Deciding on the Medium for Health Promotion
The plan was to reach out through television, but its penetration was quite low; just 27 percent of the population regularly watched TV, and radio was even lower at 12 percent. Their research found that mobile phones were the most widespread medium in use in these areas; 80 percent of households as well as 90 percent ASHA and Anganwadi health workers had access to a mobile phone.
“That’s when we really began to think about how to leverage digital technology, specifically mobile phones for training health workers to provide information to family. We devised a theory of change— use mobiles to train frontline health workers. We had an IVR-based training course called Mobile Academy. Interactive Voice Response or IVR is the technology where you call and hear a pre-recorded voice. It had also won the Global System For Mobile Communications) award among others. At first, we developed the IVR-based training and then adapted it to create an audio training course for frontline health workers, such that it could be incorporated in the most basic phone and could by applied to low literates as well. 2,50,000 workers till date have completed the course.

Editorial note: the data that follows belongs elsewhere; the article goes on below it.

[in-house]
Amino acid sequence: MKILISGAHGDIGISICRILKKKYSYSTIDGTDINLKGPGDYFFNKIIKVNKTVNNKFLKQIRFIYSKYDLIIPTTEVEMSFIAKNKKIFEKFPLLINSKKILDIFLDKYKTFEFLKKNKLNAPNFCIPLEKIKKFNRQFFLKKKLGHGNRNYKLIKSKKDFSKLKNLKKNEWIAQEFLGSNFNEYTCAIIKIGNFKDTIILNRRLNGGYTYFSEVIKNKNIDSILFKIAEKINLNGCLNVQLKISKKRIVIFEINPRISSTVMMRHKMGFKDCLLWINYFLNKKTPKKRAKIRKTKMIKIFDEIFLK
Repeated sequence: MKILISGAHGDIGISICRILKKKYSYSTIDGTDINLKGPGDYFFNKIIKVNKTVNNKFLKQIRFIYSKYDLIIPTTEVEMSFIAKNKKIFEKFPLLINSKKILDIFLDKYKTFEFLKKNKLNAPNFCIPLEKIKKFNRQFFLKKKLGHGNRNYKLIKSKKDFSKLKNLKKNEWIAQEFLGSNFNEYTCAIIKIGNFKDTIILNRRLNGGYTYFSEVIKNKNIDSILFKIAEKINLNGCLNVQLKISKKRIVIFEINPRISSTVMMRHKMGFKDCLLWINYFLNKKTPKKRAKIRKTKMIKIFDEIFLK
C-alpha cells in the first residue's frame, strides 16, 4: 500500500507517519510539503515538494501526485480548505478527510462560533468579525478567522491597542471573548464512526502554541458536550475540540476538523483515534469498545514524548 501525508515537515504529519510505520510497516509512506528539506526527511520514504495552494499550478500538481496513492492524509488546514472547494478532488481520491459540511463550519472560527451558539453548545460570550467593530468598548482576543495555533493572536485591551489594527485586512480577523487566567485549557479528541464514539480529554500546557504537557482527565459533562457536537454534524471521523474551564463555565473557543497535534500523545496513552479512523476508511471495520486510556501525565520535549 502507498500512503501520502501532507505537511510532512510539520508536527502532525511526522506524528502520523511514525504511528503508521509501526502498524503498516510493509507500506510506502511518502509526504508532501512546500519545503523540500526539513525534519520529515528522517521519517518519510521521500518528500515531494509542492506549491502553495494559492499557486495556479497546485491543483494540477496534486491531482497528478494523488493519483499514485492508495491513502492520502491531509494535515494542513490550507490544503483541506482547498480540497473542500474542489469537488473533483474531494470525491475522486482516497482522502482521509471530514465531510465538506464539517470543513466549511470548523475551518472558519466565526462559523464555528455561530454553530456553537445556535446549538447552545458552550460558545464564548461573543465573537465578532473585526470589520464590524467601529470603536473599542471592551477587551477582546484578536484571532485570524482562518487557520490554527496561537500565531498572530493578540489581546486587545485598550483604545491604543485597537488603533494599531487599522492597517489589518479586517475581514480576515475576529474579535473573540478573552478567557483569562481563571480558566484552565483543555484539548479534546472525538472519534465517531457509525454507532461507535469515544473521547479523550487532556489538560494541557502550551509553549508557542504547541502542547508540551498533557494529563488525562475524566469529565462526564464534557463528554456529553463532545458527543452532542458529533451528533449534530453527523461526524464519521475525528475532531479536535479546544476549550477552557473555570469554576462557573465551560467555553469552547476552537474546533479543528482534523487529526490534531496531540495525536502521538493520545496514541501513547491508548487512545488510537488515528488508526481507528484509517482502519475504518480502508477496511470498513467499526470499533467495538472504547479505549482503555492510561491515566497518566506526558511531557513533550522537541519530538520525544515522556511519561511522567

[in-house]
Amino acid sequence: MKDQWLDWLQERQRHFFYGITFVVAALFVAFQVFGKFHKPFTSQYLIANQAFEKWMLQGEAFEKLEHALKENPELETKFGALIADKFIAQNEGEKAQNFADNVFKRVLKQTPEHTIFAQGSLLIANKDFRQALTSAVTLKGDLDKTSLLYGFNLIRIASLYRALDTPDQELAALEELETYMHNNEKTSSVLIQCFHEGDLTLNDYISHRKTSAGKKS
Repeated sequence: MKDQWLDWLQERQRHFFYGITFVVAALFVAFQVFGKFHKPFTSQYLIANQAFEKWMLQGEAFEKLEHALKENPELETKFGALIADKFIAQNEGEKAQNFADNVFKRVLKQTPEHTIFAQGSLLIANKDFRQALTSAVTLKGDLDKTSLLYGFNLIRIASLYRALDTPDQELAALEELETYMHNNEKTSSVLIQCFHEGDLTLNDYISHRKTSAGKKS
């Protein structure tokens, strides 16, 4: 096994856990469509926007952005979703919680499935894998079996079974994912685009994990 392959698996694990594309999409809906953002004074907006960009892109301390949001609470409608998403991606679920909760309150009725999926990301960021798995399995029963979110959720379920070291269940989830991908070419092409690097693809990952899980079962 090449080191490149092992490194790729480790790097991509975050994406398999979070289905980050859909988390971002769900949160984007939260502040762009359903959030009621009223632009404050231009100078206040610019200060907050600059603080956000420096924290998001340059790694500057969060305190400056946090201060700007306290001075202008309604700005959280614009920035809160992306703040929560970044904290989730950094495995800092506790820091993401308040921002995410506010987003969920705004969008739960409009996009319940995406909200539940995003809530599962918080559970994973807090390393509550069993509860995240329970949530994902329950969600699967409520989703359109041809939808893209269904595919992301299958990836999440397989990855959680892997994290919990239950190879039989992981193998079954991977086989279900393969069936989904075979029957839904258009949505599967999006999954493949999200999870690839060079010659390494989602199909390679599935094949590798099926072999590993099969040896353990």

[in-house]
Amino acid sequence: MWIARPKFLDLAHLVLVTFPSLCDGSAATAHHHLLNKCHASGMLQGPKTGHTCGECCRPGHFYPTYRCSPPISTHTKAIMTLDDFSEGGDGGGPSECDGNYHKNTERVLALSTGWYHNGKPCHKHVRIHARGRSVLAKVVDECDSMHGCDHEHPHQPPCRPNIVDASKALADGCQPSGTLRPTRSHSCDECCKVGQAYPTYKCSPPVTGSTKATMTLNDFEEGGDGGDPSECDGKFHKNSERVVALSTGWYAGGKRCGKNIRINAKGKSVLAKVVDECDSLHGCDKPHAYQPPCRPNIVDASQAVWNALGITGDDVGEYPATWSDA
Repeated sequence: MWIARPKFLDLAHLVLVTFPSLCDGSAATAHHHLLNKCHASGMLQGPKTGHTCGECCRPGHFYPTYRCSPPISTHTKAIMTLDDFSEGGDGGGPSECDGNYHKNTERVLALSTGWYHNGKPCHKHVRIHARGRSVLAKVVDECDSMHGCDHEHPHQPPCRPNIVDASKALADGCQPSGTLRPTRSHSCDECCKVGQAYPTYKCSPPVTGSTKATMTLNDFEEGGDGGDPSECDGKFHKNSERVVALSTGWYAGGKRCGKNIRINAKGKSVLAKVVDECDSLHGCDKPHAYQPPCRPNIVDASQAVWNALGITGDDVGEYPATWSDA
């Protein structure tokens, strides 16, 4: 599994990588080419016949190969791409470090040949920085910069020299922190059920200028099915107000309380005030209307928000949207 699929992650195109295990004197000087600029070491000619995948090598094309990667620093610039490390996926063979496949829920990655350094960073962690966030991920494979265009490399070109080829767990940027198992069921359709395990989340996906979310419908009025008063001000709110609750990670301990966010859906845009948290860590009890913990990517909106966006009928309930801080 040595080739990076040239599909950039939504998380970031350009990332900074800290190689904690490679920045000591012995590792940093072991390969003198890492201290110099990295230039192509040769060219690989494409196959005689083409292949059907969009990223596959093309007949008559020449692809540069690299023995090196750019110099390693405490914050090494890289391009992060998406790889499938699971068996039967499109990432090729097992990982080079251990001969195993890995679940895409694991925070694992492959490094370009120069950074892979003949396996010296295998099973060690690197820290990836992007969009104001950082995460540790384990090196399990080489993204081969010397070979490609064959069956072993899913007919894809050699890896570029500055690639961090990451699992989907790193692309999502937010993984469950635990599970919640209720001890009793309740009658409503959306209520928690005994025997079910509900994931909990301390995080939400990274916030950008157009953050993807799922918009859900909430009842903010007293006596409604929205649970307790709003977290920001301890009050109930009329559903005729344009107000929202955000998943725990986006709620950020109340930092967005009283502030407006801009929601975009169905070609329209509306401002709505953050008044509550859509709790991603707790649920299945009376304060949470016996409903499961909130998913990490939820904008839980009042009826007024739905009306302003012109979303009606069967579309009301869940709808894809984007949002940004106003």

“Along with training, we had to equip them with job aids; we created a counselling tool for workers which combines the phone with a laminated deck of informative health cards (Kunji). We created another IVR service where the worker dials a number and plays audio content to the woman she is counselling. Since the workers are local village women, people may not always believe them, hence job aids were required to support them – that’s when mobile Kunji came in. This was scaled to several states and won a lot of awards. It was a highly impactful service and the MIT innovations journal published it too,” reveals Sara.
Kilkari: The Last Piece in the Puzzle
BBC Media Action stumbled upon another problem; women often forget about their maternal and child health needs which needed a strategic method of reminding. This is when Kilkari came into the picture. “Kilkari creates a schedule of audio information for each woman based on the due date of her child, from the second trimester of pregnancy all the way till the child is 2 years old. Every week, she gets a pre-recorded call with information about her pregnancy and child’s needs,” adds Sara.